By now many of you have heard of the ASP.NET Oracle Padding Flaw. There’s a number of posted workarounds, and MS will be issuing a patch soon to fix things.
The problem lies in the way that ASP.NET, Microsoft’s popular Web framework, implements the AES encryption algorithm to protect the integrity of the cookies these applications generate to store information during user sessions. A common mistake is to assume that encryption protects the cookies from tampering so that if any data in the cookie is modified, the cookie will not decrypt correctly. However, there are a lot of ways to make mistakes in crypto implementations, and when crypto breaks, it usually breaks badly.
The issue here seems to be that there’s *anything* of value stored in the cookie beyond a generic token. This really does seem to be the case though. Watching the DNN exploit, it looks like the fact that someone is a superuser is encoded in the cookie value itself. This would seem to be an architectural flaw in DNN, but I get the feeling that most ASP.NET apps were/are trusting of the encyrption mechanism to hide whatever data they’re sending down in cookies. This seems to be a more fundamental flaw in design than any AES algorithm MS may have had an issue with.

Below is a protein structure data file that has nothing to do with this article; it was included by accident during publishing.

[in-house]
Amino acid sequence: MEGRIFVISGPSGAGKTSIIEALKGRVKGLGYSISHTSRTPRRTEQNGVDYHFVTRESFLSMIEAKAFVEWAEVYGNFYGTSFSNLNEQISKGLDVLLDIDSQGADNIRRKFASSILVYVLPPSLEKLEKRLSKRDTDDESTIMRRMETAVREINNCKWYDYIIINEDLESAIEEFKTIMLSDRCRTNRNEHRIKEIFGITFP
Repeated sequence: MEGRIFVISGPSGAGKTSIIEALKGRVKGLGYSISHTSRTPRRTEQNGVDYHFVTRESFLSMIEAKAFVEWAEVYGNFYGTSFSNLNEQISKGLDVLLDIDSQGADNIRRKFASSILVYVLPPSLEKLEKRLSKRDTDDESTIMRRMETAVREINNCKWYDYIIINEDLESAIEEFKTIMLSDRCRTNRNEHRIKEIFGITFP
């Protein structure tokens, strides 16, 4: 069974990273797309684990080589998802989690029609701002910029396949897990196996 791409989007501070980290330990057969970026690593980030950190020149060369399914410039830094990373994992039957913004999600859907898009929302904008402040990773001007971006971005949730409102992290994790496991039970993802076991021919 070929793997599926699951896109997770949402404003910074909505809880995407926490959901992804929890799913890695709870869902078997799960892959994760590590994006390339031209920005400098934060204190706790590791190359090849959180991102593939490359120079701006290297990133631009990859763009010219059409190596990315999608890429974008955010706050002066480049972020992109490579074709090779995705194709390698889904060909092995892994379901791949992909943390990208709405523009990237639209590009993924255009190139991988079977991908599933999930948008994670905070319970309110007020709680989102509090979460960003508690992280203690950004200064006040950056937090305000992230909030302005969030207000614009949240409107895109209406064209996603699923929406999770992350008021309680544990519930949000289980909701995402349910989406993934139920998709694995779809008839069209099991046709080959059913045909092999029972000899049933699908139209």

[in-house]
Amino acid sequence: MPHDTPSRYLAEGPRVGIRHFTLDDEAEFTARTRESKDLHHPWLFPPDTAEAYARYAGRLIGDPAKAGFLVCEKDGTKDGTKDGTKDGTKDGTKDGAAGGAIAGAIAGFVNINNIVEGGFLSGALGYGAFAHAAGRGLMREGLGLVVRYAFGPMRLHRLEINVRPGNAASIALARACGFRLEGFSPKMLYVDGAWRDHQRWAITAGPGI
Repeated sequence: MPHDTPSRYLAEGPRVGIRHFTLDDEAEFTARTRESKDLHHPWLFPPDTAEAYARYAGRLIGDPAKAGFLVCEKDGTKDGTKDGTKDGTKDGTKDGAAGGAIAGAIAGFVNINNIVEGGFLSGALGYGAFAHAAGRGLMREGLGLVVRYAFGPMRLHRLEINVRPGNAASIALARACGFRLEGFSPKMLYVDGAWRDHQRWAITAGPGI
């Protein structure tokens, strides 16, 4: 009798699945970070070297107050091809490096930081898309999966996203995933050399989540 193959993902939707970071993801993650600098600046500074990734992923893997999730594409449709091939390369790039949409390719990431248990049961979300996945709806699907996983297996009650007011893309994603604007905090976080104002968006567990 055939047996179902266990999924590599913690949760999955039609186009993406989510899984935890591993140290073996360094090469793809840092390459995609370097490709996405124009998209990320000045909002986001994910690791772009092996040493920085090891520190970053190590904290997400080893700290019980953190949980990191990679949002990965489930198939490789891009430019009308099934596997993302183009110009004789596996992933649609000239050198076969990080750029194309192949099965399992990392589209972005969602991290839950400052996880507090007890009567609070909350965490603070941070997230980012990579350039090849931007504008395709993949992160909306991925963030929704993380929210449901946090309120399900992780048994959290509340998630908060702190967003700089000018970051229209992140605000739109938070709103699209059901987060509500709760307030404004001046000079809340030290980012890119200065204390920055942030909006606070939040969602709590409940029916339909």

I’m reminded of a company I worked for years ago which kept track of sessions by incrementing a counter in a DB, grabbing that counter, encrypting it, then using that value as the value in the cookie. This was thought of as ‘secure’ because encryption was being used. I tried to argue for random values as the cookie token, but was told that ‘random isn’t really random’. I pointed out that dozens of people (who no longer worked there) had access to the encryption key, and once I knew how to decrypt one token – which would give me a value, of, say 4554678, changing the value to 4554672 then reencrypting would be trivial and allow me to impersonate other users on the system. My concerns were dismissed because I wasn’t a ‘senior’ engineer, apparently I didn’t understand Java or cryptography enough to understand their level of sophistication. After all, ‘random isn’t really random’.
This approach of putting sensitive data in a cookie, then encrypting it, seems to be alive and well, and that scares me. But I have no real good way of opting out of such sites.
So my question (yes I had one) is… is my understanding of what ASP.NET apps are doing that make this flaw so dangerous an accurate understanding? Or have I missed something?
I'm currently working on a book for web freelancers, covering everything you need to know to get started or just get better. Want to stay updated? Sign up for my mailing list to get updates when the book is ready to be released!